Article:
FDA Responds to Three Dietary Fiber Citizen Petitions
On January 10, the FDA announced that it intends to propose that “glucomannan” be added to the definition of dietary fiber at 21 CFR 101.9(c)(6)(i). Based on available evidence, FDA determined that the scientific evidence suggests that glucomannan can help reduce blood cholesterol. Glucomannan is commonly found in the tuber or root of the elephant yam, also known as the konjac plant. The FDA’s action is in response to a Citizen Petition (CP) filed by The Food Lawyers on February 24, 2018.
FDA also denied two CPs on January 13 for isomaltooligosaccharide (IMO), which were submitted by Top Health Ingredients in April 2019, and BioNeutra North America in May 2019. In both denials, FDA stated that “the strength of the evidence does not show that the consumption of IMO has a physiological effect that is beneficial to human health.”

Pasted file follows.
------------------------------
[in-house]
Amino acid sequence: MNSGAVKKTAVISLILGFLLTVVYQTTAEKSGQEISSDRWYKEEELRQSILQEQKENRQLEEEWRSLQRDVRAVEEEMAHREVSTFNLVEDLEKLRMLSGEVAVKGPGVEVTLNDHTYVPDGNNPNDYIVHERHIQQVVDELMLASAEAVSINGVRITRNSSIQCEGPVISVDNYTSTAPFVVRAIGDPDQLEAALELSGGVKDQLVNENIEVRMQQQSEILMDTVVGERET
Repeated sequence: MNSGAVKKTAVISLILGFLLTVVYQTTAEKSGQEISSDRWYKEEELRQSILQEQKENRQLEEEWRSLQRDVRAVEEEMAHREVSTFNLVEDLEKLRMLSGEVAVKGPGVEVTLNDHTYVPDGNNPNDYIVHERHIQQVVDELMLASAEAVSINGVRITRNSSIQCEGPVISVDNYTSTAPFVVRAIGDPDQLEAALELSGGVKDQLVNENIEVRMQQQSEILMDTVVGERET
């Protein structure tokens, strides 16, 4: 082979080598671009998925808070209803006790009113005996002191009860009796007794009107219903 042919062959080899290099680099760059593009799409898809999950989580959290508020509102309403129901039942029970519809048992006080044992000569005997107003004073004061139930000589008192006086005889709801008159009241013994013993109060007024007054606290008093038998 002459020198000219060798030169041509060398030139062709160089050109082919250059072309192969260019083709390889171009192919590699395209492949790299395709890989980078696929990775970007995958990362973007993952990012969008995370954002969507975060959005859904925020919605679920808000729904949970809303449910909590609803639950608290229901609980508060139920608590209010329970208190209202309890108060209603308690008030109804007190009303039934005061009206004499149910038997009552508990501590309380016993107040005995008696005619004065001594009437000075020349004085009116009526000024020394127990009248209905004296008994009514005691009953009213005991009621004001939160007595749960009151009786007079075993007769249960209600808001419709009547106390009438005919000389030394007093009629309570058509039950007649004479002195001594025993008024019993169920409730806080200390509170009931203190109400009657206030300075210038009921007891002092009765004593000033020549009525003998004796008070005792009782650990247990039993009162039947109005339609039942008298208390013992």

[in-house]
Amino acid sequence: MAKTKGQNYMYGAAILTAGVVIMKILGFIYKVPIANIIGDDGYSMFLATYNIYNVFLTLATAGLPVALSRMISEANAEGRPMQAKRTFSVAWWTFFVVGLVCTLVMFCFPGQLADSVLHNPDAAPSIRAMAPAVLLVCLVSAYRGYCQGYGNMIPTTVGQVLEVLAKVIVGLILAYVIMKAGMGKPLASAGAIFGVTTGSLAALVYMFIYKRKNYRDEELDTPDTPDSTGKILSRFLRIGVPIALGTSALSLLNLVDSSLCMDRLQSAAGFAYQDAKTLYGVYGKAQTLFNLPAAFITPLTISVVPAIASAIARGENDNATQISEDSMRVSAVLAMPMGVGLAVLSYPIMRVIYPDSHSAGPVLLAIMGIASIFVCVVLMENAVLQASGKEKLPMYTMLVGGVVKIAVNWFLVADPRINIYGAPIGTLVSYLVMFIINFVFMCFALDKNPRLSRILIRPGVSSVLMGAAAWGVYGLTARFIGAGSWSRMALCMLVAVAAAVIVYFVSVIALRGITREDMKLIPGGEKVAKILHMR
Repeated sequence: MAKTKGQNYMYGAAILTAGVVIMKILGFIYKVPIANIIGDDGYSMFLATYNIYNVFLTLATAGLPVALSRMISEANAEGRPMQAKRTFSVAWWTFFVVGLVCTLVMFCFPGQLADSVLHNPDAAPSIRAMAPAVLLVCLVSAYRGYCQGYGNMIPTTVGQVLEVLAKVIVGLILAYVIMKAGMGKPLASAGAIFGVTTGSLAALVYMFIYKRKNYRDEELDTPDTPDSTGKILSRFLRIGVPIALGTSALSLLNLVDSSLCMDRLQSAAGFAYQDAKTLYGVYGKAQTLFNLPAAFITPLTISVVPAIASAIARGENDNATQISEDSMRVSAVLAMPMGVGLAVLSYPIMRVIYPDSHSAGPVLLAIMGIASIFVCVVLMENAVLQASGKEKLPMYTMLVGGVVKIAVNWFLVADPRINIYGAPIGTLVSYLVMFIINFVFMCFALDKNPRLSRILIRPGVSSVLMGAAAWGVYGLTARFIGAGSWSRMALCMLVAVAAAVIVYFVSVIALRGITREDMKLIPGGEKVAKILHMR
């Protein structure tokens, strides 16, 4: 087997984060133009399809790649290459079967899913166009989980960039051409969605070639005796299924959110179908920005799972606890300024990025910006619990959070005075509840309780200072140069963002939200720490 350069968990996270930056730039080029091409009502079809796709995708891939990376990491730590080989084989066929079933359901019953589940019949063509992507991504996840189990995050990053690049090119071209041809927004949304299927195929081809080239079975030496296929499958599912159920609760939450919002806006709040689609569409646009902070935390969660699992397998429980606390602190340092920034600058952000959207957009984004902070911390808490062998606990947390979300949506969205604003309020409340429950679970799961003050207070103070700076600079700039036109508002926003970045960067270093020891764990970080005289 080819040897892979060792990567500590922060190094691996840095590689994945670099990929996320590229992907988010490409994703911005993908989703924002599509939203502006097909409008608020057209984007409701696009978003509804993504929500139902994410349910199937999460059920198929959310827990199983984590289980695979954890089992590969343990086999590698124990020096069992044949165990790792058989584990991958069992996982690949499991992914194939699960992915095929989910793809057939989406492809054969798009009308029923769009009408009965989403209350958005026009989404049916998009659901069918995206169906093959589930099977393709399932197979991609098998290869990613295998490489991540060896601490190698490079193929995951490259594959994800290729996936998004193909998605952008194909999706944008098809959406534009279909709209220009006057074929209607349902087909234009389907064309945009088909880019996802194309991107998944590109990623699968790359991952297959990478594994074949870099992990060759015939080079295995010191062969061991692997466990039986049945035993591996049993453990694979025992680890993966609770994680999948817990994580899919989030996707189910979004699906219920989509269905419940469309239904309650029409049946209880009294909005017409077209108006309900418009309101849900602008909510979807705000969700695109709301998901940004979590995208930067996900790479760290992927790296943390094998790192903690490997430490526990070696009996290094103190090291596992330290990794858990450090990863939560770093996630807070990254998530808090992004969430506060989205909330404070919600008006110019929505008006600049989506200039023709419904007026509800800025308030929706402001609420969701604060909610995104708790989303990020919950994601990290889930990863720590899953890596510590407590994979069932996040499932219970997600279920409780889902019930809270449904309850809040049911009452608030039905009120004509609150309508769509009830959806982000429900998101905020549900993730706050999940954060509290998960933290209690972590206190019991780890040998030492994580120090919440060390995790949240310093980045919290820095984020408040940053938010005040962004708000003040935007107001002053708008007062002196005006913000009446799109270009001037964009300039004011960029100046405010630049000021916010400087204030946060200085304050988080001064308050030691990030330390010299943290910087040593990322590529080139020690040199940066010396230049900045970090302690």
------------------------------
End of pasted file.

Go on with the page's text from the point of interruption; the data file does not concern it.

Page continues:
With the granting of the glucomannan CP, there are currently 17 categories of non-digestible carbohydrates (NDCs) (including a broad category of mixed plant cell wall fibers) that are either included in the definition of dietary fiber, or are non-digestible carbohydrates that FDA intends to propose to be added to the definition of dietary fiber. Those NDCs are as follows: beta-glucan soluble fiber, psyllium husk, cellulose, guar gum, pectin, locust bean gum, hydroxypropylmethylcellulose, mixed plant cell wall fibers, arabinoxylan, alginate, inulin and inulin-type fructans, high amylose starch (resistant starch 2), galactooligosaccharide, polydextrose, resistant maltodextrin/dextrin, cross linked phosphorylated RS4, glucomannan.
There are currently 5 pending dietary fiber CPs that have been submitted for Agency review. Notably, some CPs have been under FDA review for upwards of 9 months or more. FDA states the CPs will be reviewed on a rolling basis, with the most recent CP submitted in December 2019 for alpha-cyclodextrin.